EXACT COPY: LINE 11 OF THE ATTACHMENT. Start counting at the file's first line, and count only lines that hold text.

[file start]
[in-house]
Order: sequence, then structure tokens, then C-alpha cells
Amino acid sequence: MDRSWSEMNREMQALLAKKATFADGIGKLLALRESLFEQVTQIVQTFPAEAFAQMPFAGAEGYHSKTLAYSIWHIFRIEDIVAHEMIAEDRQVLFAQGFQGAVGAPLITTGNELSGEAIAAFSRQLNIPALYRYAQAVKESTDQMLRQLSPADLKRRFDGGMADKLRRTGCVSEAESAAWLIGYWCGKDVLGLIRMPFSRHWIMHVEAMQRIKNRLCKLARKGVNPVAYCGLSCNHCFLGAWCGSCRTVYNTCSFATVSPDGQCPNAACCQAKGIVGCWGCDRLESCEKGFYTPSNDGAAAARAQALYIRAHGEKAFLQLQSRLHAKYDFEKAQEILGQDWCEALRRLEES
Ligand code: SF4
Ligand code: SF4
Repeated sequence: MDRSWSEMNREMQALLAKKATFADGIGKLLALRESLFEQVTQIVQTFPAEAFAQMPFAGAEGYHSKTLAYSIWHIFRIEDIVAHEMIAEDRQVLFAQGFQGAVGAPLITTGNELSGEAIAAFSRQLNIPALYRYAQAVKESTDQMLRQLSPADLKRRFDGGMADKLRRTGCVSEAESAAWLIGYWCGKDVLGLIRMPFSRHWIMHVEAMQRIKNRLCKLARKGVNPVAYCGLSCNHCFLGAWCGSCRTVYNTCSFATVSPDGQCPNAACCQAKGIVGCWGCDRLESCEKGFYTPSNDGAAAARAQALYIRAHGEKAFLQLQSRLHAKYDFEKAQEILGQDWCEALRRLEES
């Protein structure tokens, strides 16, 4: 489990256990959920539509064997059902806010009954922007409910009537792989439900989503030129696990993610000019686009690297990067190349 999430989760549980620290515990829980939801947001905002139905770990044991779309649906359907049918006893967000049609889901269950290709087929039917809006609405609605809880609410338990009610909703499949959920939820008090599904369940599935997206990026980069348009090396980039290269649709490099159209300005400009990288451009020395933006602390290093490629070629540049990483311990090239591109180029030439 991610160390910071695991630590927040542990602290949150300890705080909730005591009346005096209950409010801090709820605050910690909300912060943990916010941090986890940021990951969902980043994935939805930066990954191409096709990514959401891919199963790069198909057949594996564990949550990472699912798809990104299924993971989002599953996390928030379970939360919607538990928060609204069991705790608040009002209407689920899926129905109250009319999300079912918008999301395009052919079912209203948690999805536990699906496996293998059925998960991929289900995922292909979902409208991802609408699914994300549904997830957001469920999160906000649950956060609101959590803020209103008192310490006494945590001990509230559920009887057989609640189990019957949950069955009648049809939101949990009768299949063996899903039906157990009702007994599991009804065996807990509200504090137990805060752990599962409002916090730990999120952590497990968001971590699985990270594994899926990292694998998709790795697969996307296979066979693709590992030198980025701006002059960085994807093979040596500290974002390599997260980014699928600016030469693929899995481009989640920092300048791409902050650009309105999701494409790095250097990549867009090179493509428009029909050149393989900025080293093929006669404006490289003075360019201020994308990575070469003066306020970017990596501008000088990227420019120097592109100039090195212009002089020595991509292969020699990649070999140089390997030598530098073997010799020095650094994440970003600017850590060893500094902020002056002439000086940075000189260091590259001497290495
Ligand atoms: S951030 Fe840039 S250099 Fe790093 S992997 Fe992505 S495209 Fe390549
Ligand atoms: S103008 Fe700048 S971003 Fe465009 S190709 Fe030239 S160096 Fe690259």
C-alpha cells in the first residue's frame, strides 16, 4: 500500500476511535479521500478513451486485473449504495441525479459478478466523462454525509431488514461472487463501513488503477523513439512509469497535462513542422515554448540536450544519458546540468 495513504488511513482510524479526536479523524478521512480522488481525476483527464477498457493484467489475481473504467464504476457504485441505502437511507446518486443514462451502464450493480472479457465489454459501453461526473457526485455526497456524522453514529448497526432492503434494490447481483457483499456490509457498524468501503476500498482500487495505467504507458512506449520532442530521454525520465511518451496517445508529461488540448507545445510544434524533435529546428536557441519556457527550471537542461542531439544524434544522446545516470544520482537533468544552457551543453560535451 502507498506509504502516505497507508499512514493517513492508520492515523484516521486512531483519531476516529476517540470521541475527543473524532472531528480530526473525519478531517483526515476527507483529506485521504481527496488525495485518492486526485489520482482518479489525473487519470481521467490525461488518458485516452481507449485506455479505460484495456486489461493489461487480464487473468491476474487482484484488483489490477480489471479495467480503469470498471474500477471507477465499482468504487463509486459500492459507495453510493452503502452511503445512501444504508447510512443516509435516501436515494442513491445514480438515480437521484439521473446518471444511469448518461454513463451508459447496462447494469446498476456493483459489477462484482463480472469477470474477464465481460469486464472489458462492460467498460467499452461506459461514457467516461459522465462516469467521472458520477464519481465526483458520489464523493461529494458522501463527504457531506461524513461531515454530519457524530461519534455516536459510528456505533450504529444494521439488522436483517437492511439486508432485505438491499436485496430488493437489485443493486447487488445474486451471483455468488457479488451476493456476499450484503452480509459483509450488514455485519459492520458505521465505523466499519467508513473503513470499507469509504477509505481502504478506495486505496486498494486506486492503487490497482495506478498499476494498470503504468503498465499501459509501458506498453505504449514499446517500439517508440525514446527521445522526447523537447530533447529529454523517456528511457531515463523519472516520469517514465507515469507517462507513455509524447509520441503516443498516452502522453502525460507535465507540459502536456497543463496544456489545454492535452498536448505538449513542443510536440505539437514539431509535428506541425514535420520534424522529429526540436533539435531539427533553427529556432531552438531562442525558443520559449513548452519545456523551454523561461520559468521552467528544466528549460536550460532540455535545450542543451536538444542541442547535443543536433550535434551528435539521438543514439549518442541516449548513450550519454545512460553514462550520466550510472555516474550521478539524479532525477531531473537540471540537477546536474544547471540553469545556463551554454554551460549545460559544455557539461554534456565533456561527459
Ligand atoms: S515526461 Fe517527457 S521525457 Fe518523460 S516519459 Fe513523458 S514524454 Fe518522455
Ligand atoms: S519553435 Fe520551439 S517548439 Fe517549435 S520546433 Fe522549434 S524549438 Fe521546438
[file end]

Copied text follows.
Ligand atoms: S515526461 Fe517527457 S521525457 Fe518523460 S516519459 Fe513523458 S514524454 Fe518522455